5) Educate Yourself About Abortion Laws
The legal status of abortion varies greatly from country to country. In some countries, such as Ireland and Poland, abortion is illegal with exceptions made only for life endangerment. In other countries, like China and North Korea, women may be subject to forced abortions if they become pregnant in violation of government policies. And in some places—like Bolivia and Nicaragua—it’s common practice for women to obtain abortions without restrictions or punishment. Wherever you live, educating yourself about your local laws can help you advocate for your rights when politicians and activists start fighting over what should be legal or illegal. Your voice is important! Use it to fight for what’s right!
6) Call Out Sexism
One of the easiest ways to become an advocate for women’s rights is to call out sexism when you see it. Sexism is not always overt; some of it is subtle, and your awareness will help other people become aware too. So, if you witness someone being condescending or offensive towards a woman because she is a woman, let them know their behavior was inappropriate and disrespectful – don’t stay silent!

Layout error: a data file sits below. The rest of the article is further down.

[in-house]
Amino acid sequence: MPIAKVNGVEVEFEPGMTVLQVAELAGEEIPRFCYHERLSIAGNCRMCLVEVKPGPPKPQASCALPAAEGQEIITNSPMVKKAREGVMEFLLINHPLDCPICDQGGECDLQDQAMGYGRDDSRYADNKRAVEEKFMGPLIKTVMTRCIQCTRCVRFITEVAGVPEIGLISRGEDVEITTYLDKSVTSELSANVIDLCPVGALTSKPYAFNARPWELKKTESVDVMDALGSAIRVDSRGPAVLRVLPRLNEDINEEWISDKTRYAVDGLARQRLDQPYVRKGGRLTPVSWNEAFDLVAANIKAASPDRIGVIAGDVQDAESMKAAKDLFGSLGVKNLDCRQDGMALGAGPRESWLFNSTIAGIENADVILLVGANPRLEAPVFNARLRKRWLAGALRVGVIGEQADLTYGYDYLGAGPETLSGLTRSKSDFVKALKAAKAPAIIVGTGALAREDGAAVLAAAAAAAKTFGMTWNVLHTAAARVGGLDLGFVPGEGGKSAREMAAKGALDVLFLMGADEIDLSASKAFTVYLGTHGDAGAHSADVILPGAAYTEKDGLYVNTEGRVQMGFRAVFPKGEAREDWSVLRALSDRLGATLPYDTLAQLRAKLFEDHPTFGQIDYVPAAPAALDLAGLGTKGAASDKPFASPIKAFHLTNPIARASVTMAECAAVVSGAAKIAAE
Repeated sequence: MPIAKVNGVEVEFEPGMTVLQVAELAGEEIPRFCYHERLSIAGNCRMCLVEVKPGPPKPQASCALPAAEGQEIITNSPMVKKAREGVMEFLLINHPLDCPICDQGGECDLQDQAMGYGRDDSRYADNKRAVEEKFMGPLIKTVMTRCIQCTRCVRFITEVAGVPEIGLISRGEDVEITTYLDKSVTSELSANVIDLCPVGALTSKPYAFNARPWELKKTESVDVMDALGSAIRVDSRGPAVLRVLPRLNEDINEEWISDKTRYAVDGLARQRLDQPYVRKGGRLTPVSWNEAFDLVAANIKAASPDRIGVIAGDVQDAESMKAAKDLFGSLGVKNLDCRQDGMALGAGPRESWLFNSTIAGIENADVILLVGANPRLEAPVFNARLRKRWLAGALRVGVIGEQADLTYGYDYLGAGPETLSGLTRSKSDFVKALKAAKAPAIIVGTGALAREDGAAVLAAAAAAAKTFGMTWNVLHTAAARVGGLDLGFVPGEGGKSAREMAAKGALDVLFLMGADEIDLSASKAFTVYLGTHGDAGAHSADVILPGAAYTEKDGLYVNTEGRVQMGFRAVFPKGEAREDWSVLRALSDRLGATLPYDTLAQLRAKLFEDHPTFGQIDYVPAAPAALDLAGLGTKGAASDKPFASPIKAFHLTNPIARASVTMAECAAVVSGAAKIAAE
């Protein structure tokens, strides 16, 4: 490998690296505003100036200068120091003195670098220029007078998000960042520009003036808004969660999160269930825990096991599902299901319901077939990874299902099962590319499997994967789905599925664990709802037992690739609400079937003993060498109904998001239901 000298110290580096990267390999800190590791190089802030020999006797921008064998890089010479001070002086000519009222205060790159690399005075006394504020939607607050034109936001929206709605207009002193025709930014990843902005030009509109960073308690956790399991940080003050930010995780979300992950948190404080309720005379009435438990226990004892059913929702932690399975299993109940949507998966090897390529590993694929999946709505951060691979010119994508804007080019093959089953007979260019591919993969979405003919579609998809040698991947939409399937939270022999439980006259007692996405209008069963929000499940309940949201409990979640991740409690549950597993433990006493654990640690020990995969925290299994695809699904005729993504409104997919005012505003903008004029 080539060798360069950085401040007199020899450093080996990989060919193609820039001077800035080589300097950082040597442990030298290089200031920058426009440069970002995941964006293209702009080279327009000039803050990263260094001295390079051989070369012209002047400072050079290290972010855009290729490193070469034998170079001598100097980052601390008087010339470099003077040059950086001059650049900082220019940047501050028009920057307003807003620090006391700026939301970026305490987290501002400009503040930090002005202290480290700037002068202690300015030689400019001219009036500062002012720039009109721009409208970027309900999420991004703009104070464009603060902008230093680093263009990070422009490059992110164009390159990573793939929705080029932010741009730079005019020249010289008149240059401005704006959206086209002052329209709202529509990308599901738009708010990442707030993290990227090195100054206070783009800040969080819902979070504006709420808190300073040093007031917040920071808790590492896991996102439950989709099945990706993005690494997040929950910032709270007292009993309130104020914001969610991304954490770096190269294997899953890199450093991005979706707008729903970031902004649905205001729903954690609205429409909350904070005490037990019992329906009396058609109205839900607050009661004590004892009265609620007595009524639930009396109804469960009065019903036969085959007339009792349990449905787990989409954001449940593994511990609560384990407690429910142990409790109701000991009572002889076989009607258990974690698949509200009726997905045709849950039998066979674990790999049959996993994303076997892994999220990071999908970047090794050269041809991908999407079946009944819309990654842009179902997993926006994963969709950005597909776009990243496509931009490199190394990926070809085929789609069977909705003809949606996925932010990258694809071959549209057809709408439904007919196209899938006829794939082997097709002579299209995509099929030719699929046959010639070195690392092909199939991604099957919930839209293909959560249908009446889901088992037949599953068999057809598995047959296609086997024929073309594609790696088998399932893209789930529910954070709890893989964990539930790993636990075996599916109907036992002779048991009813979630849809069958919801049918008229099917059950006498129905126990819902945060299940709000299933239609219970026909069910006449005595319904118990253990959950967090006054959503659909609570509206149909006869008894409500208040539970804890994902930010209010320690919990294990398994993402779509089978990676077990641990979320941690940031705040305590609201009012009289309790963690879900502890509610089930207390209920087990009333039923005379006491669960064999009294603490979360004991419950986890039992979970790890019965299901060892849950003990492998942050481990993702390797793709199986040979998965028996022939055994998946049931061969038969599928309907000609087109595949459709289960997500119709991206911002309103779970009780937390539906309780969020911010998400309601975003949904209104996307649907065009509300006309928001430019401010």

7) Follow Gender Equality Movements On Social Media
Although gender equality movements have made great strides over recent years, there’s still much to be done. While you may not agree with every position that these groups take, it’s important to keep an eye on what they do and how they react to major events in society. Follow your favorite women’s rights groups on social media can help you stay up-to-date on their news, as well as provide you with real-time action steps that you can take yourself.
8) Understand LGBT Rights Movements
It’s easy to stand up for someone else’s rights when you think of them as abstractions. But when you have an actual person in front of you, it gets harder to stand up for their rights. That’s why it’s important to learn about how LGBT (lesbian, gay, bisexual, and transgender) rights movements are taking place in your community and beyond. Understanding these movements empowers you to become a stronger advocate for other people who don’t have equal rights.
9) Donate To Advocacy Groups
One of the easiest ways to take action for women’s rights is by donating to or volunteering with an advocacy group. Though many advocacy groups focus on reproductive rights, some work specifically on women’s issues in developing countries and refugee camps. Many resources exist to help you learn more about different women’s rights organizations and find one that resonates with you.
10) Practice Yoga
Yoga is more than just an exercise. It’s also a mindset and it can help you stay positive, mindful, and present in everyday life. As you may know, women’s rights are under attack in America and around the world—but that shouldn’t stop you from practicing yoga or other forms of activism. Whether you’re looking for something quick or want to dive deep into becoming a full-time activist, here are ten ways you can become an advocate for women’s rights